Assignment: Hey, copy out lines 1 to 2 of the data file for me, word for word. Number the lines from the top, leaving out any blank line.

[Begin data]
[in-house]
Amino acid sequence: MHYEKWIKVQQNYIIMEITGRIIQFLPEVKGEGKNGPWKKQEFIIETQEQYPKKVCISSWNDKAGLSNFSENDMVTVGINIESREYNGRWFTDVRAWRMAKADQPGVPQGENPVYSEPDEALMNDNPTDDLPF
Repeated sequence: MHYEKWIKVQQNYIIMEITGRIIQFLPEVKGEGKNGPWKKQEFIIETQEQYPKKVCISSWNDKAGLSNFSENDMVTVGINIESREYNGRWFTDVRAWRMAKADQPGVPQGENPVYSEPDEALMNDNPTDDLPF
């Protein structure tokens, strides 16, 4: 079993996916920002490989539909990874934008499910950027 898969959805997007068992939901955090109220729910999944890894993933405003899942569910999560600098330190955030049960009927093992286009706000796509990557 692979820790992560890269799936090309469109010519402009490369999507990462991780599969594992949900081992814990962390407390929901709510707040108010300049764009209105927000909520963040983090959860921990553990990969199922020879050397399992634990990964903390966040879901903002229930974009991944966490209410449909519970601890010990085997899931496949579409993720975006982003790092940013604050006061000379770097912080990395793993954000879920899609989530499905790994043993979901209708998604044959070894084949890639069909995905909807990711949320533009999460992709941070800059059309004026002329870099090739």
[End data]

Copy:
[in-house]
Amino acid sequence: MHYEKWIKVQQNYIIMEITGRIIQFLPEVKGEGKNGPWKKQEFIIETQEQYPKKVCISSWNDKAGLSNFSENDMVTVGINIESREYNGRWFTDVRAWRMAKADQPGVPQGENPVYSEPDEALMNDNPTDDLPF